LOS ANGELES—Fox Sports will begin bringing 4K Ultra HD with high dynamic range (HDR) to fans of Thursday Night Football Sept. 26 when the Philadelphia Eagles play the Green Bay Packers.
Fans can access the 4K UHD HDR coverage via the Fox Sports and Fox Now apps, Apple TV 4K, select Roku devices or by tuning into various Fox Sports distributors, including DIRECTV, Altice Optimum, Comcast Xfinity, Verizon Fios, TVision and fuboTV, the broadcaster said.
Fox will produce the games in 1080p HD HDR, up-converting the production to 4K UHD HDR for viewers with 4K displays and down-converting to 720p for its HD broadcast audience, says Michael Davies, SVP Field & Technical Operations at Fox Sports.
“There is a confluence of different things that made it the right time [for 4K UHD HDR coverage of the NFL],” he says.
“The broadcast equipment we use that’s all been hypothetically capable of doing this format for quite some time is available. But I would argue that only now in a lot of cases is able to do that in such a way that standard dynamic range HD customers aren’t affected.”
To ensure its biggest audience –those watching in HD with standard dynamic range—remain unaffected by conversion from HDR to SDR, the broadcaster’s engineering team performed tests with “a variety of important colors in football,” as Davies describes it, to evaluate how jersey colors, colors on the field and those of sponsors would hold up in the conversion from HDR’s Rec. 2020 color space to SDR’s Rec. 709 color space.
The broadcaster has produced the last three Thursday Night Games in 1080p HD HDR and converted to 4K HDR as part of its internal testing to prepare for the official launch in Green Bay, next week.
Fox Sports will employ a full battery of 1080p HDR production equipment and rely on Hybrid Log Gamma (HLG) as its production HDR format. Conversion equipment installed in Game Creek Video’s Encore production truck will handle the up- and down-conversion chores.
MEETING THE DEMAND
Another factor driving the decision to go 4K UHD HDR is demand from Fox Sports distributors, says Davies. “Fulfilling those program needs is a big thing,” he says.
The broadcaster chose the 1080p HD HDR conversion approach rather than native 4K HDR production to minimize resources needed for the production, such as server capacity that would require four times the storage budget for four times the resolution, as well as to maintain the level of production viewers have come to expect, he says.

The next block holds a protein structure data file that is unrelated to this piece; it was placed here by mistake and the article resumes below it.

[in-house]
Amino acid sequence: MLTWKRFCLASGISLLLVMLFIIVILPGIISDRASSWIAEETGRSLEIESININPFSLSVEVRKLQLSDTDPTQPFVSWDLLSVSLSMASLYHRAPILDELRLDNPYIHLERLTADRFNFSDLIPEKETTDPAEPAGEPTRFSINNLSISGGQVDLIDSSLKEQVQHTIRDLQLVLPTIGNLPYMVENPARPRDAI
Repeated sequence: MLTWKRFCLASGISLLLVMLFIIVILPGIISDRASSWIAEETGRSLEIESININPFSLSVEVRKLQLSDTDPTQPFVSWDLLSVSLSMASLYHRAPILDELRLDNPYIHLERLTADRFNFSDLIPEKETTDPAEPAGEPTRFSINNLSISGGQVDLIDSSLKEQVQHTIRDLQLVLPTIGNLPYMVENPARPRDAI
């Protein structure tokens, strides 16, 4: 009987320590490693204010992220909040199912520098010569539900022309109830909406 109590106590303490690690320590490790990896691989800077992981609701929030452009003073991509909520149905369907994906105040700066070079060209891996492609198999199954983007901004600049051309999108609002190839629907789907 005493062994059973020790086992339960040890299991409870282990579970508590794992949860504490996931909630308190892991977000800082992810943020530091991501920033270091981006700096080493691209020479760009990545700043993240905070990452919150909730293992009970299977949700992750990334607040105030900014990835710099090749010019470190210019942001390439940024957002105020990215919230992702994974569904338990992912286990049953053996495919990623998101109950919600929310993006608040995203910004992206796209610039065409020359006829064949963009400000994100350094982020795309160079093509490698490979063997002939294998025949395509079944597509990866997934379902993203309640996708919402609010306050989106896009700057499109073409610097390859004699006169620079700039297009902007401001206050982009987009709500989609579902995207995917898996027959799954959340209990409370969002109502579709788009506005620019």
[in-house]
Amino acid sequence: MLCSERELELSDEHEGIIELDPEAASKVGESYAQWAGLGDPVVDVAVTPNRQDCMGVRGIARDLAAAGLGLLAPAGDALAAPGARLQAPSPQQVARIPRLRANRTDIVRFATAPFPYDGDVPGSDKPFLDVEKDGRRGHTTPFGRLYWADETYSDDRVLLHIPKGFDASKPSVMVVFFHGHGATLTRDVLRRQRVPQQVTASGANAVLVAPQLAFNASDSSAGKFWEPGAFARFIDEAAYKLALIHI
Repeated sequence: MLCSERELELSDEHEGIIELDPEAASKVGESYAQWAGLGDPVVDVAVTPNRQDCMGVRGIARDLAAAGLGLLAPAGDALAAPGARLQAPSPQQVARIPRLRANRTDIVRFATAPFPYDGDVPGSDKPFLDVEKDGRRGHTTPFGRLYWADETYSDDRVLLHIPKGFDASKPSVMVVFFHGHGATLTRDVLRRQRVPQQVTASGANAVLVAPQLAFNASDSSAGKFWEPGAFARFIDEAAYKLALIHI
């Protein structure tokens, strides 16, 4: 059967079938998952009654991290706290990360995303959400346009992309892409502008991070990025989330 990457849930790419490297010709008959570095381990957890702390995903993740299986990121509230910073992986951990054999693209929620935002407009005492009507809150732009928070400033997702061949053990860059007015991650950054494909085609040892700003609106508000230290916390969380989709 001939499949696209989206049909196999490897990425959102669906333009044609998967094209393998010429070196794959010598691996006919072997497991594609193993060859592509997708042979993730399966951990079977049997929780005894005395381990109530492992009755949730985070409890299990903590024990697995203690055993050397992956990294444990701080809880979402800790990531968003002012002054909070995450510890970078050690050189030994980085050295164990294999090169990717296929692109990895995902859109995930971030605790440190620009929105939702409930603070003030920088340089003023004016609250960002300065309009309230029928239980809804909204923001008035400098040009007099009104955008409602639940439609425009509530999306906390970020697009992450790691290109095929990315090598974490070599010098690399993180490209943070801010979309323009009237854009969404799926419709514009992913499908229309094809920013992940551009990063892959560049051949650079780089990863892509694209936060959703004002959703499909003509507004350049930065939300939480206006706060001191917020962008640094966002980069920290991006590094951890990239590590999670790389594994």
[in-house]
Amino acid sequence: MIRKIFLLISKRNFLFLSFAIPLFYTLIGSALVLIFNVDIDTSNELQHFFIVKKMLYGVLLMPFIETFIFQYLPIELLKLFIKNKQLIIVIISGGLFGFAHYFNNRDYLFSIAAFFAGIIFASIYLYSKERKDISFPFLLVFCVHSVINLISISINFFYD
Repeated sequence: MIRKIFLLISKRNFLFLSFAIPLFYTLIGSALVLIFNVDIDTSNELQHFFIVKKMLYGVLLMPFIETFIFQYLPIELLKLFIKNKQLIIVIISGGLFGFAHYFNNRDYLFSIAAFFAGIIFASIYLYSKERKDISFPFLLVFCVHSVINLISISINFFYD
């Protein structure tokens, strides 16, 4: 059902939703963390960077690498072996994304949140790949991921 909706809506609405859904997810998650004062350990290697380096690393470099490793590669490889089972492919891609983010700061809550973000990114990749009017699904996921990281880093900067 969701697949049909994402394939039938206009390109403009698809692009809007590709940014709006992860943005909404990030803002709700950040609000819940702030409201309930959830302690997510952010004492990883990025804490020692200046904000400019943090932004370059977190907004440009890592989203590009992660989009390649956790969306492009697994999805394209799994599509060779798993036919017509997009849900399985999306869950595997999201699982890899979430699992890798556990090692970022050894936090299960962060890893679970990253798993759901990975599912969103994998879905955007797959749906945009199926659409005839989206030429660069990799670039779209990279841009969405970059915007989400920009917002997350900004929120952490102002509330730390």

“For instance, super slow motion is one of those things that while you can do it in 4K, the options are a lot more limited to you in terms of having a lot of super slow motion cameras available,” explains Davies. “We’ve got eight, and we didn’t want to lose that super slow motion capacity.”
Most importantly, Fox Sports has the ability to up-convert to 4K UHD HDR because “up-converted 1080p looks pretty amazing, and the up-scalers do a great job,” adds Davies.
For the time being, Fox Sports will rely on the same production vehicle to produce Thursday Night Football. Doing so reduces the demands placed on the broadcaster’s engineering staff to configure multiple trucks for the conversions that are needed, says Davies.
However, as demand for 4K UHD HDR grows, so will the pressure to configure additional production vehicles with conversion capabilities similar to those on board Encore, he adds.
Davies can’t say when Fox Sports will extend 4K UHD HDR to its entire NFL lineup. However, the broadcaster is at work on “knocking down the barriers” to prepare for a time when 4K UHD HDR coverage becomes the rule rather than the exception.
Already it has produced limited Major League Soccer and MLB coverage in 4K UHD, and plans currently are coming together for similar postseason baseball coverage, he adds.
For now, however, the focus is on Thursday Night Football, and making 4K UHD HDR happen. Davies credits companies in helping to make 4K UHD HDR possible.
“We have some really good technical partners like Game Creek Video. AJA is a big, big help. Sony has been fantastic. These companies have come together to help us through this and other projects so we can get the knowledge base out there to make the next big show that needs to go to UHD a much easier kind of hill to climb,” he says.
Phil Kurz is a contributing editor to TV Tech. He has written about TV and video technology for more than 30 years and served as editor of three leading industry magazines. He earned a Bachelor of Journalism and a Master’s Degree in Journalism from the University of Missouri-Columbia School of Journalism.
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